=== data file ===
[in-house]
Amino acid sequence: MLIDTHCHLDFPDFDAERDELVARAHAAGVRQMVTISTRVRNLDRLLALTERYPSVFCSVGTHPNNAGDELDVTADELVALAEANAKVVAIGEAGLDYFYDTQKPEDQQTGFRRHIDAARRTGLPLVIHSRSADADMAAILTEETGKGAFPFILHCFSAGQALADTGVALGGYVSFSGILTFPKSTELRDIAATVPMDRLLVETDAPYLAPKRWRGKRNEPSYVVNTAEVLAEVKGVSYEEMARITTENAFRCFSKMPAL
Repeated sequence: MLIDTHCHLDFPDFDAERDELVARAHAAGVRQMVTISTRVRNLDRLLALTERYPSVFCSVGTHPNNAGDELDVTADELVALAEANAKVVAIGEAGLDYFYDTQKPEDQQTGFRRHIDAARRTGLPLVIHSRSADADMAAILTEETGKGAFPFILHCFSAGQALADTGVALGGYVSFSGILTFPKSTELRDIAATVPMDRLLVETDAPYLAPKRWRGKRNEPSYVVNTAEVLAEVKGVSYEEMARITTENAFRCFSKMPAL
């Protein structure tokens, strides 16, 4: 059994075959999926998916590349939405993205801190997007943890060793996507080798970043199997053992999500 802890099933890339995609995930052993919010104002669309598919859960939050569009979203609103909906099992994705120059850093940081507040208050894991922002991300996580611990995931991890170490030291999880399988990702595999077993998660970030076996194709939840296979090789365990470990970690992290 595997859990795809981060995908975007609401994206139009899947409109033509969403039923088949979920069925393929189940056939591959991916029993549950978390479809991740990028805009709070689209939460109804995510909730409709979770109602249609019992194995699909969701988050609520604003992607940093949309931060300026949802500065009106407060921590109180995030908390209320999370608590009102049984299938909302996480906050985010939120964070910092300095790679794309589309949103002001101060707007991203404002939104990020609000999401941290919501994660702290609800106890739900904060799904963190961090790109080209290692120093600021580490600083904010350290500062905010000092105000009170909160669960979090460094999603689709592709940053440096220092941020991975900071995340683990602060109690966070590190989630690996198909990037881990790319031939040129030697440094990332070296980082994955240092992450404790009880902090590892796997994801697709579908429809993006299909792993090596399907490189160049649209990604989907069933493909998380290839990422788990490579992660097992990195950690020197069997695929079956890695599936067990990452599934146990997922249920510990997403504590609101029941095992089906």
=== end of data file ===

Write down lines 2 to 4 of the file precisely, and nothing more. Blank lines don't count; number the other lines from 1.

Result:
Amino acid sequence: MLIDTHCHLDFPDFDAERDELVARAHAAGVRQMVTISTRVRNLDRLLALTERYPSVFCSVGTHPNNAGDELDVTADELVALAEANAKVVAIGEAGLDYFYDTQKPEDQQTGFRRHIDAARRTGLPLVIHSRSADADMAAILTEETGKGAFPFILHCFSAGQALADTGVALGGYVSFSGILTFPKSTELRDIAATVPMDRLLVETDAPYLAPKRWRGKRNEPSYVVNTAEVLAEVKGVSYEEMARITTENAFRCFSKMPAL
Repeated sequence: MLIDTHCHLDFPDFDAERDELVARAHAAGVRQMVTISTRVRNLDRLLALTERYPSVFCSVGTHPNNAGDELDVTADELVALAEANAKVVAIGEAGLDYFYDTQKPEDQQTGFRRHIDAARRTGLPLVIHSRSADADMAAILTEETGKGAFPFILHCFSAGQALADTGVALGGYVSFSGILTFPKSTELRDIAATVPMDRLLVETDAPYLAPKRWRGKRNEPSYVVNTAEVLAEVKGVSYEEMARITTENAFRCFSKMPAL
């Protein structure tokens, strides 16, 4: 059994075959999926998916590349939405993205801190997007943890060793996507080798970043199997053992999500 802890099933890339995609995930052993919010104002669309598919859960939050569009979203609103909906099992994705120059850093940081507040208050894991922002991300996580611990995931991890170490030291999880399988990702595999077993998660970030076996194709939840296979090789365990470990970690992290 595997859990795809981060995908975007609401994206139009899947409109033509969403039923088949979920069925393929189940056939591959991916029993549950978390479809991740990028805009709070689209939460109804995510909730409709979770109602249609019992194995699909969701988050609520604003992607940093949309931060300026949802500065009106407060921590109180995030908390209320999370608590009102049984299938909302996480906050985010939120964070910092300095790679794309589309949103002001101060707007991203404002939104990020609000999401941290919501994660702290609800106890739900904060799904963190961090790109080209290692120093600021580490600083904010350290500062905010000092105000009170909160669960979090460094999603689709592709940053440096220092941020991975900071995340683990602060109690966070590190989630690996198909990037881990790319031939040129030697440094990332070296980082994955240092992450404790009880902090590892796997994801697709579908429809993006299909792993090596399907490189160049649209990604989907069933493909998380290839990422788990490579992660097992990195950690020197069997695929079956890695599936067990990452599934146990997922249920510990997403504590609101029941095992089906």